– Although hoarding tends to be associated with older people, perhaps because they’ve had a longer lifetime to collect things, it also affects younger people. The syndrome is thought to have a genetic component. (Actress Lindsay Lohan revealed a couple of weeks ago that she “has a lot of stuff” and needs to clean out her home, although it’s not clear if this means she truly is a hoarder or if she’s just disorganized.)

– The emotional attachment that hoarders have to their possessions is very real and not necessarily rational. Gail got increasingly testy when her family and a professional cleanup crew tried to pry away some of her accumulated belongings. Warren was unable to part with his father’s old van, and at the end of the episode, the van was still sitting in the back yard.

There’s a lot, however, that this show simply doesn’t tell you. Are the individual stories typical of hoarders, or do they represent the extreme end of the spectrum? How these people got this way is never really explored, although there are hints that among many of them, the hoarding escalated after a loss or death in the family.

Nor is there much exploration of hoarding itself. Even the experts can’t completely agree on how to classify the psychopathology. Is it a variant of obsessive-compulsive disorder, or is compulsive hoarding syndome an entirely separate entity? Research suggests there is indeed a difference between compulsive hoarding and hoarding associated with OCD, with implications for how each should be treated. Elements of social phobia, anxiety disorder and ADHD might be intertwined as well. And exactly where animal hoarding fits into the overall spectrum is not clear.

Where “Hoarders” perhaps commits the greatest disservice, however, is in its portrayal of intervention. A convoy of trucks rolls up to the hoarder’s doorstep and the race is on to clear out the home in two days, three days or whatever deadline has been set by the family’s circumstances. As the cleanup progresses, viewers get to see the couch chewed up by mice, the discarded food packages, the dirty and soggy detritus being carted out to the trucks. We get to witness the tears and anxiety as the hoarder attempts to part with his or her possessions, with a few family squabbles thrown in for good measure. By the end of the episode, the house is restored to reasonable order and the family is receiving aftercare and/or ongoing therapy.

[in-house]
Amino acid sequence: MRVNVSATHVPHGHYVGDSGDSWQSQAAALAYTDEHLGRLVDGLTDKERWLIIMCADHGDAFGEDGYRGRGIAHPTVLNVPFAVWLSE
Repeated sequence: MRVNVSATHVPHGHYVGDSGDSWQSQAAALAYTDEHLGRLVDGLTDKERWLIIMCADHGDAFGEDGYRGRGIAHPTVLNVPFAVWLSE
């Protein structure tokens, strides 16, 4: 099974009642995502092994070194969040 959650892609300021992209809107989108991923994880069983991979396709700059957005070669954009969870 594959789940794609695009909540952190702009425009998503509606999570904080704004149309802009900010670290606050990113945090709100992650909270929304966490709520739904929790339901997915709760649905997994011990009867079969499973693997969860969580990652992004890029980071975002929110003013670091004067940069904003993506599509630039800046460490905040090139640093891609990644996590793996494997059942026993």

To be fair, the show’s producers bring in therapists and professional organizers to help work with their subjects. They’re up front about the fact that not every intervention is successful. But viewers would do well to ask themselves: Is it really fair to deliberately put hoarders into a situation guaranteed to be stressful, anxiety-producing and probably embarrassing, all for the sake of a TV show?

More to the point, is a one-time, aggressive intervention truly effective? It might help temporarily, but most experts agree hoarding is usually a chronic condition. Once the hoarder’s home has been cleaned, he or she often will start accumulating things again. A combination of cognitive therapy and drug therapy shows some promise, but the psychiatric community still has a long way to go in finding effective ways to treat compulsive hoarding and helping prevent relapses. Among animal hoarders, the relapse rate is thought to be nearly 100 percent without intervention, nor is there any standard treatment yet for animal hoarding.

To the extent that “Hoarders” brings the issue of hoarding out into the open, the show is providing a benefit. It’s beneficial too for people who’ve struggled with this disorder, or watched someone in their family struggle with it, to know that some help is available. We can’t forget, however, that the stories on “Hoarders” are about real people with a real disorder. Long after the TV cameras have disappeared, these people will more than likely continue to struggle with their hoarding and some of them will probably relapse. Although the drama of intervention might make for a compelling TV show, in reality there are few easy or long-lasting solutions to the issue of hoarding.

Photo courtesy of Wikimedia Commons